Naturopathic vs Functional Medicine
What’s the difference between naturopathic and functional medicine? It’s a very good question. One that I have pondered for decades having been trained originally by two naturopathic doctors (ND’s) in clinical nutrition and functional medicine myself. Most American’s aren’t familiar with the definition of naturopathic medicine so we can start looking at what is naturopathic medicine initially and then compare that arena to that of functional medicine. And it’s not really a naturapathic vs functional medicine situation since some naturopaths actually practice functional medicine, although the vast majority of functional medicine doctors are not N.D.’s. Some functional medicine doctors that are not N.D’s use naturopathic medicine too!
Naturopathic medicine is taught in various naturopathic medical schools throughout the U.S. They teach a four year curriculum as would a conventional medical school but they focus on natural treatments using herbs, clinical nutrition, diet changes and time tested naturopathic treatments such as juice fasting, water fasting, sauna therapy and more. Many of these natural treatments are as old as human kind, others are more modern and based on the most current and up to date science.
Graduates of naturopathic universities qualify for an N.D. or naturopathic doctor degree and are licensed in some but not all states. Overall in the last 30 years there has been an expansion of the number of states allowing naturopaths to practice as public interest in natural treatments has soared. It’s an eclectic profession and I mean that in a good way, there is a wide variety of treatment options taught in the naturopathic schools and individual N.D.’s in private practice can vary widely in terms of the types of work they do. There are no naturopathic “standards of care” where one disease condition receives a generally agreed upon treatment protocol. Rather individual patients with the same condition may receive very different treatments and further, treatments offered vary widely from clinic to clinic.
Now when discussing naturopathic medicine vs. functional medicine we run into some conumdrums. One being some, but not all, N.D.’s practice functional medicine and so the difference between functional medicine and naturopathic medicine can get pretty blurry in a hurry. If I look at these issues in terms of the historical context, and this is just my opinion, I see functional medicine as having it’s roots in naturopathy. But functional medicine has it’s own distinct characteristics mainly in that it is not as broad a subject area. Functional medicine usually refers to lifestyle change medicine, which is also practiced by naturopaths, combined with advanced laboratory testing, which is sometimes but not always practiced by naturopaths. In a sense as a patient one would receive a wider range of potential treatment options in an N.D. clinic that in a purely functional medicine clinic. Although to be honest when comparing functional medicine vs. naturopathy, many, but not all functional medicine doctors incorporate elements of naturopathic practice into their work as well. So in a sense you can’t make a simple comparison of functional medicine vs. naturopathic medicine since doctors on each side have adopted practices of their colleagues in the other camp.So here are the possible permutations:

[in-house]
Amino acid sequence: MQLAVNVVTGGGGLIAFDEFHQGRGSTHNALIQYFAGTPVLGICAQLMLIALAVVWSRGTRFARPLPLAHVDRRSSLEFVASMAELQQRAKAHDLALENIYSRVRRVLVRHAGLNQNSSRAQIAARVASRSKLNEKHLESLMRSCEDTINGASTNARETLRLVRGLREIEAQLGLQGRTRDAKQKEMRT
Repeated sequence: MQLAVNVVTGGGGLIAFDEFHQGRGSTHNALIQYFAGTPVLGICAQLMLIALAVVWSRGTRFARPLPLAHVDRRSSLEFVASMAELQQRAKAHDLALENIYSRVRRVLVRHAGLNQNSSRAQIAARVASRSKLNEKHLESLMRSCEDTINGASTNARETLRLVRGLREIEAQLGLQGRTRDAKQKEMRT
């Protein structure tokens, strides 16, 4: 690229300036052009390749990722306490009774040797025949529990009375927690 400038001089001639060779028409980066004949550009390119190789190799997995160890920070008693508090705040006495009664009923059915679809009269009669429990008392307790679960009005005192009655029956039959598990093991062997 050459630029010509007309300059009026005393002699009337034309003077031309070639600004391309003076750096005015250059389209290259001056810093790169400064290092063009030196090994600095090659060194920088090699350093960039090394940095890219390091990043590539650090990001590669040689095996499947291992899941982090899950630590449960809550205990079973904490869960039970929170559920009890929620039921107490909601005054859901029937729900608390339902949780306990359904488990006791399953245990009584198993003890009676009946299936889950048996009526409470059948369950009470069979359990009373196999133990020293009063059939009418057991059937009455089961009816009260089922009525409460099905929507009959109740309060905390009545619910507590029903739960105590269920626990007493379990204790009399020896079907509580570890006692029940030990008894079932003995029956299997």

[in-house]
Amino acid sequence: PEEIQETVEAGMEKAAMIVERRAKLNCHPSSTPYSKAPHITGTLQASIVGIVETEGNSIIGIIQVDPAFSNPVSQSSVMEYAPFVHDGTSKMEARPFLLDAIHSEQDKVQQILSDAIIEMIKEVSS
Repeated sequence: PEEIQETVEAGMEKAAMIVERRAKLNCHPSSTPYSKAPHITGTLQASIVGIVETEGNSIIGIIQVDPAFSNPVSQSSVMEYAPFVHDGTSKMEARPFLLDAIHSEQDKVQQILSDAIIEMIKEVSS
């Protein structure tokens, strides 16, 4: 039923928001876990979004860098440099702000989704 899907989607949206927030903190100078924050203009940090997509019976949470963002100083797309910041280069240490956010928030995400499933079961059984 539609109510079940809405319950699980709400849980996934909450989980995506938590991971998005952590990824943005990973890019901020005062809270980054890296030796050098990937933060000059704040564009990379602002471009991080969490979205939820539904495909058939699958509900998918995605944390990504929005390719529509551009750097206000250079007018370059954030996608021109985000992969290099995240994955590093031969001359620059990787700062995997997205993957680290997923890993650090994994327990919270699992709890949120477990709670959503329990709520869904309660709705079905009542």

- Naturopath that does not use functional medicine but does practice naturopathy.
- Naturopath that practices functional medicine and blends this with traditional naturopathy.
- Naturopath that only practices functional medicine and does not delve into other areas of naturopathy.
- Functional medicine practitioner that only uses functional medicine but does not incorporate other naturopathic concepts or treatments.
- Functional medicine practitioner that uses functional medicine and other naturopathic treatments.
I would say the only variation on this theme that does not exist is there are no functional medicine doctors that only practice naturopathy. Other than that the two areas highly overlap.
My first two major functional medicine mentors were both N.D.’s so in my younger years I operated much as an N.D. would. I learned not only functional medicine from these doctors but also homeopathic medicine, clinical nutrition, use of flower essences and essential oils, emotional release techniques, use of classic naturopathic treatments such as coffee enemas, gallbladder flushes (don’t try that at home without supervision!), fasting, juice fasting, herbal remedies and so on. As the years rolled by for me in my own practice I was drawn more and more towards functional medicine and have largely let go of any of the naturopathic treatments I was originally trained in. Although I don’t use these treatments with patients I still very much believe in their potential for positive impact and so often refer out to other doctors depending on what an individual patient may need.
Some of the best and brightest, most well educated and research oriented functional medicine doctors are licensed as N.D.’s and so this understandable confusion exists when trying to delineate the differences between naturopaths and functional medicine practitioners.
If you are seeking functional medicine treatment you may well end up in an ND’s office. If you are an ND then additional specialty training in functional medicine may appeal. If you are already a functional medicine doctor some exposure to naturopathic philosophy and practices may be in order. Look at me, I’m a mixed race person with a mixed professional background. My father was an Eastern European Jew and my mother is half Japanese and half Portuguese which makes me a Buddhist, Catholic Jew by birth! I was licensed as a chiropractor, trained primarily by naturopaths and now practice functional medicine. Takes a village.